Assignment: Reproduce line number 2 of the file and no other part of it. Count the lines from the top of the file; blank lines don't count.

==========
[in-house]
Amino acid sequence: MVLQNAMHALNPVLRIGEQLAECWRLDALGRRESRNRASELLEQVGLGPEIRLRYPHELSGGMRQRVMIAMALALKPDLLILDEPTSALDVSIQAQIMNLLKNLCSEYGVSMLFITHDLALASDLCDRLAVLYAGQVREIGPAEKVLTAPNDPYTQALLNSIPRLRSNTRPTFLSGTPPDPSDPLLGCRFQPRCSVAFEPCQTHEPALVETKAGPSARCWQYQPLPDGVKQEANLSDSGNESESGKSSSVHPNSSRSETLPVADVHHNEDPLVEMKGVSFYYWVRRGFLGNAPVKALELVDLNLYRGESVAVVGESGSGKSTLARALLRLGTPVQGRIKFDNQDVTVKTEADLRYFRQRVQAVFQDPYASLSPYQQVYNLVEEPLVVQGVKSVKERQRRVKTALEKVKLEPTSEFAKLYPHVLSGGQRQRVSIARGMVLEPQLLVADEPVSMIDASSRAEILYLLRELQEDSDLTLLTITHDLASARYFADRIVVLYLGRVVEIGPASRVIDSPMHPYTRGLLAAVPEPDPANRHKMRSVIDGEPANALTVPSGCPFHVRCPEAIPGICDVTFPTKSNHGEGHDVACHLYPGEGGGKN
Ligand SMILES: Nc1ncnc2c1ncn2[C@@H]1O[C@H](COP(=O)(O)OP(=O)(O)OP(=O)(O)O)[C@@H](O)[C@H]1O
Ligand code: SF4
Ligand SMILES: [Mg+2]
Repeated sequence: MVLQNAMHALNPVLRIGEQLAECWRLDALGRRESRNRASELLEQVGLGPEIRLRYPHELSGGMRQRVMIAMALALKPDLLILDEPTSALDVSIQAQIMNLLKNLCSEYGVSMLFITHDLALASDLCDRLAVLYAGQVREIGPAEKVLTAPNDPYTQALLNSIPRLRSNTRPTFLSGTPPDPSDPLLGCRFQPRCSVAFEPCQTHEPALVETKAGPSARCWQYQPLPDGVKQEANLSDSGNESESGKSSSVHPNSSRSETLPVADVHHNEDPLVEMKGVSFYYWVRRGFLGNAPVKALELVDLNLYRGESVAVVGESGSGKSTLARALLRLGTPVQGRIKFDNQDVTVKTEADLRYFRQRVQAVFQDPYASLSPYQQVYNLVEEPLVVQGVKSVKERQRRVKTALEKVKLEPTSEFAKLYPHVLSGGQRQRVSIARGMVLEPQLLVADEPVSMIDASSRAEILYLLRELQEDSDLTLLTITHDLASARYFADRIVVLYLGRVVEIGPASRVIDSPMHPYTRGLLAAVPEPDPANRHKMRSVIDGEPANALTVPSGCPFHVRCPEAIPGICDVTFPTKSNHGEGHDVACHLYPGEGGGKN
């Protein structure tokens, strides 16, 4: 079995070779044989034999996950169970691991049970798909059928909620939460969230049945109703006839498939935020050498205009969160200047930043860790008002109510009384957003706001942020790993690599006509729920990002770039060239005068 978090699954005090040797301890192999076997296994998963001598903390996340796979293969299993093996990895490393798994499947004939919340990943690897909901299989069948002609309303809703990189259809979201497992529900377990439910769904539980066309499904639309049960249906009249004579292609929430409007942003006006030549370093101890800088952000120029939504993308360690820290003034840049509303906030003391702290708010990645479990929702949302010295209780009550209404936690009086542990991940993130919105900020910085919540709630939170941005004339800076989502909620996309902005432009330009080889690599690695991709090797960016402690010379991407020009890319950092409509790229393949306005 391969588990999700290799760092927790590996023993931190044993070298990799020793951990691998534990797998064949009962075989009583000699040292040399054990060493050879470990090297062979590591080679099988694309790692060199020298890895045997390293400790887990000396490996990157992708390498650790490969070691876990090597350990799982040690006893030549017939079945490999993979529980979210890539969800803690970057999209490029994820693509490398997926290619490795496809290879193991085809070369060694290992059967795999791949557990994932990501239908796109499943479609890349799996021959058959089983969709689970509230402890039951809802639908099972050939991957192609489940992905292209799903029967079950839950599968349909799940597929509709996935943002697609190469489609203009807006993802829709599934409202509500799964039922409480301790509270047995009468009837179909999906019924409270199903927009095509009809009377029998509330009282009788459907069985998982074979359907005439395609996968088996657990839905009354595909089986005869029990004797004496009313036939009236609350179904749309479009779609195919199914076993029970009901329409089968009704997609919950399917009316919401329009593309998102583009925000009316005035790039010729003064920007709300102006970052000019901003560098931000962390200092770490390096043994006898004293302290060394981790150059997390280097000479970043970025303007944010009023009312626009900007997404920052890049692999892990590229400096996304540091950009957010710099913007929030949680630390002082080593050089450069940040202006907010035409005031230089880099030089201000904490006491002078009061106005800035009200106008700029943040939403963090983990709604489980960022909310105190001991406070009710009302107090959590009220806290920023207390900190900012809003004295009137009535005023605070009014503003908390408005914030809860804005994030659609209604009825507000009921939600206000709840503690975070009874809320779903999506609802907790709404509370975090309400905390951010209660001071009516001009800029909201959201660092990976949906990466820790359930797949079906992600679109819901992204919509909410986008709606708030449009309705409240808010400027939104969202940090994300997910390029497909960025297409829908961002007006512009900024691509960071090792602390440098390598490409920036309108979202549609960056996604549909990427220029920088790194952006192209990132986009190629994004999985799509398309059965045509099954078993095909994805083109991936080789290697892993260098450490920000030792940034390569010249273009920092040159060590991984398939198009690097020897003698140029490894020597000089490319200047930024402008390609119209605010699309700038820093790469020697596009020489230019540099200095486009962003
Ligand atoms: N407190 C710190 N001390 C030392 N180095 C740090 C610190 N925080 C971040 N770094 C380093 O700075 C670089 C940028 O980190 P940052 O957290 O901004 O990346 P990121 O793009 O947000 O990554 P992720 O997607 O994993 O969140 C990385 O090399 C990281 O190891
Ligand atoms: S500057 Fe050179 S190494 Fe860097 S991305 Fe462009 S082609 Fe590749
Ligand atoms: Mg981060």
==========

Amino acid sequence: MVLQNAMHALNPVLRIGEQLAECWRLDALGRRESRNRASELLEQVGLGPEIRLRYPHELSGGMRQRVMIAMALALKPDLLILDEPTSALDVSIQAQIMNLLKNLCSEYGVSMLFITHDLALASDLCDRLAVLYAGQVREIGPAEKVLTAPNDPYTQALLNSIPRLRSNTRPTFLSGTPPDPSDPLLGCRFQPRCSVAFEPCQTHEPALVETKAGPSARCWQYQPLPDGVKQEANLSDSGNESESGKSSSVHPNSSRSETLPVADVHHNEDPLVEMKGVSFYYWVRRGFLGNAPVKALELVDLNLYRGESVAVVGESGSGKSTLARALLRLGTPVQGRIKFDNQDVTVKTEADLRYFRQRVQAVFQDPYASLSPYQQVYNLVEEPLVVQGVKSVKERQRRVKTALEKVKLEPTSEFAKLYPHVLSGGQRQRVSIARGMVLEPQLLVADEPVSMIDASSRAEILYLLRELQEDSDLTLLTITHDLASARYFADRIVVLYLGRVVEIGPASRVIDSPMHPYTRGLLAAVPEPDPANRHKMRSVIDGEPANALTVPSGCPFHVRCPEAIPGICDVTFPTKSNHGEGHDVACHLYPGEGGGKN